Chris Hayes is the Emmy Award–winning host of All In With Chris Hayes on MSNBC, and an editor at large of The Nation. His book A Colony in a Nation is out now in paperback with a new afterword. This interview has been edited and condensed.
Jon Wiener: Ta-Nehisi Coates called your book “essential and groundbreaking,” partly because you ask the question, “What do we talk about when we talk about crime?” What’s the answer?
Chris Hayes: A lot of times we’re talking about preserving a certain social order. It’s been remarkable to watch the last year unfold with a president who, probably more than any president since Nixon, rhetorically invoked law and order. He talks about chaos, lawlessness, and criminality racking the nation, and he is coming to restore law and order. Then we have watched as person after person in his inner circle has pleaded guilty to felonies. There’s been a sort of orgy of lawlessness around the president of the United States. You have to wonder, was he really talking about the law? The answer is, no. This is obviously someone whose concern for legality, or lawfulness, is trivial to nonexistent. The point is that this is not hypocrisy. It’s actually an integrated world view, in which criminality is defined by who is committing what offenses, and which side they’re on.
JW: There was the interesting case of Senator Jeff Flake of Arizona, a Republican who split with Trump, and Trump replied in a tweet that Jeff Flake was “weak on crime.” Is Jeff Flake really “weak on crime”?
CH: Donald Trump could not tell you a single vote on crime that Jeff Flake has ever taken. I guarantee it. Anyone he doesn’t like he calls “weak on crime.” What he’s saying is that Jeff Flake is not one of us, he won’t protect people like you, white people, who are scared of others’ incursions and depredations.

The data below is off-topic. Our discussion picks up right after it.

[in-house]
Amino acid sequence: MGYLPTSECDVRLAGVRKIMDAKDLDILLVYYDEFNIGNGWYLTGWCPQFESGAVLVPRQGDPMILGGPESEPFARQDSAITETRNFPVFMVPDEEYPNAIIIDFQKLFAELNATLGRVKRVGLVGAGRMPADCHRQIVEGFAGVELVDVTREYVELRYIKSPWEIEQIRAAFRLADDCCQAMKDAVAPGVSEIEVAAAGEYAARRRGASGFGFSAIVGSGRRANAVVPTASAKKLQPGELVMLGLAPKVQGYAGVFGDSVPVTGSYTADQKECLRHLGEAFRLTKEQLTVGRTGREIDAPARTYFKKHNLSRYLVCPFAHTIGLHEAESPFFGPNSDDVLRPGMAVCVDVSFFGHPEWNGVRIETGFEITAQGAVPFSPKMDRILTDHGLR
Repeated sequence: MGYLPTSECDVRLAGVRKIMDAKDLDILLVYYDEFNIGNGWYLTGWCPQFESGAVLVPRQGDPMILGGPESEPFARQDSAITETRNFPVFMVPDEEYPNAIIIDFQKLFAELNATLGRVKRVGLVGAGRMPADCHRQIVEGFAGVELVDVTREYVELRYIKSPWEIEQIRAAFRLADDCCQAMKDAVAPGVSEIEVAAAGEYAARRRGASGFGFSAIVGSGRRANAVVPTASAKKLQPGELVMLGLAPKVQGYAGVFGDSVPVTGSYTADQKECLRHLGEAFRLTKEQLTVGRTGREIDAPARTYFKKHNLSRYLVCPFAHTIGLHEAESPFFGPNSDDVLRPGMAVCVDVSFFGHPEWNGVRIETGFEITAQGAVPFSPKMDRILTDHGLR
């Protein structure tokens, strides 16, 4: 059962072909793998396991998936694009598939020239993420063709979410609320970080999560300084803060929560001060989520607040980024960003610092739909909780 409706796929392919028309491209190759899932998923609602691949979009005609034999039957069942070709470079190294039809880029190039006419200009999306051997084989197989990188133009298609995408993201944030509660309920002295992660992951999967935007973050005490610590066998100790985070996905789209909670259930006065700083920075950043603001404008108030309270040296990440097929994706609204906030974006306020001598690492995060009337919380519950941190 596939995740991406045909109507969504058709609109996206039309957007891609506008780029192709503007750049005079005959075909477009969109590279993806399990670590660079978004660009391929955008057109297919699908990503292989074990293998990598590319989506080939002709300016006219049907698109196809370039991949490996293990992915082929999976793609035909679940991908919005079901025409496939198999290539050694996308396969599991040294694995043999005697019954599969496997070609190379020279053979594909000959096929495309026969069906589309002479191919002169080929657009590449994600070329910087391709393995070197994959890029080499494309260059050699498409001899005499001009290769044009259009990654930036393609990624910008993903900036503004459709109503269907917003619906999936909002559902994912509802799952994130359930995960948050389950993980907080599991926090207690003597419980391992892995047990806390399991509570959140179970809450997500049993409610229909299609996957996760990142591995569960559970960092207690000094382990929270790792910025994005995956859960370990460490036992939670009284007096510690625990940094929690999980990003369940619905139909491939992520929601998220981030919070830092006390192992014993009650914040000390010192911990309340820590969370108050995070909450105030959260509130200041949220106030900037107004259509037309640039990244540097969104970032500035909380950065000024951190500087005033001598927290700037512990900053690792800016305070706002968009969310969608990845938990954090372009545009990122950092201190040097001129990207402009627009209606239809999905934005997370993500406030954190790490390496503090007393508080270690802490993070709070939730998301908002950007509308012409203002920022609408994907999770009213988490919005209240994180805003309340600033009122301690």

JW: We’ve talked about how “being strong on crime” has been a Republican tactic going back, at least, to Nixon. But I think we left out Bill Clinton.
CH: Not just Bill Clinton—it’s also been Democratic politicians up and down the ballot and across the country. It’s one of the amazing things about the high-crime years of the 1990s, documented with incredible care by James Forman Jr. in Locking Up Our Own, a phenomenal book. Black mayors in major cities sound as Nixonian as anyone when talking about the “drug thugs” and the “gun thugs” and drug dealers’ “acting like animals” and how we need more firepower and we need to lock them all up and throw away the key. All of this very dehumanizing rhetoric comes from Democratic black politicians in major metropolises from Atlanta to Washington, DC, to Baltimore to Cleveland in the 1990s. It is often a response to real changes, to extremely high levels of violence and homicide and victimization. You have, between 1966 and 1992, a huge crime spike in the country in which rates are doubling and then tripling. Then from 1992 to about 2014–15, you have a kind of symmetrical decline. In 1991, when I was starting to go down to Manhattan to high school, New York City had 2,300 murders. Last year it had a little more than 300. A remarkable change. This is true across lots of major cities and all different categories of crimes.